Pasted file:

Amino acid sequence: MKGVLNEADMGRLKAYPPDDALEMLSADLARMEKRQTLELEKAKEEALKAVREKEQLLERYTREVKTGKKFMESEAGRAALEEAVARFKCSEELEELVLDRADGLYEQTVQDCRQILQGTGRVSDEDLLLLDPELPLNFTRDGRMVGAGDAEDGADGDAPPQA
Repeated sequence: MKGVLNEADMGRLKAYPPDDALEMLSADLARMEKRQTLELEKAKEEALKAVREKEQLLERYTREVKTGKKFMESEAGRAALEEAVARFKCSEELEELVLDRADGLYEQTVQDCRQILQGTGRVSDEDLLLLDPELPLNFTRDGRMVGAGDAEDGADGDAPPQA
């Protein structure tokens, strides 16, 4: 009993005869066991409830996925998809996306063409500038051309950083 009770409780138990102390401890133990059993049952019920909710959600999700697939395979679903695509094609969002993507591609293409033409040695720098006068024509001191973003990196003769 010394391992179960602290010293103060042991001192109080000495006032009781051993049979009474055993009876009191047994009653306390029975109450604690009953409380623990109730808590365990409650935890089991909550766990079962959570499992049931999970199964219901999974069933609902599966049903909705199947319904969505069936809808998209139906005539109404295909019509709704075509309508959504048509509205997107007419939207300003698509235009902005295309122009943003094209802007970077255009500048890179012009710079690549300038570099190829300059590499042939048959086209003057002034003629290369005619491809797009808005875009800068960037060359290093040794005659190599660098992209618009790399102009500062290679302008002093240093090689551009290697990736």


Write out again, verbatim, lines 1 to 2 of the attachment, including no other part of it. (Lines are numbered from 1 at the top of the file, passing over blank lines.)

Amino acid sequence: MKGVLNEADMGRLKAYPPDDALEMLSADLARMEKRQTLELEKAKEEALKAVREKEQLLERYTREVKTGKKFMESEAGRAALEEAVARFKCSEELEELVLDRADGLYEQTVQDCRQILQGTGRVSDEDLLLLDPELPLNFTRDGRMVGAGDAEDGADGDAPPQA
Repeated sequence: MKGVLNEADMGRLKAYPPDDALEMLSADLARMEKRQTLELEKAKEEALKAVREKEQLLERYTREVKTGKKFMESEAGRAALEEAVARFKCSEELEELVLDRADGLYEQTVQDCRQILQGTGRVSDEDLLLLDPELPLNFTRDGRMVGAGDAEDGADGDAPPQA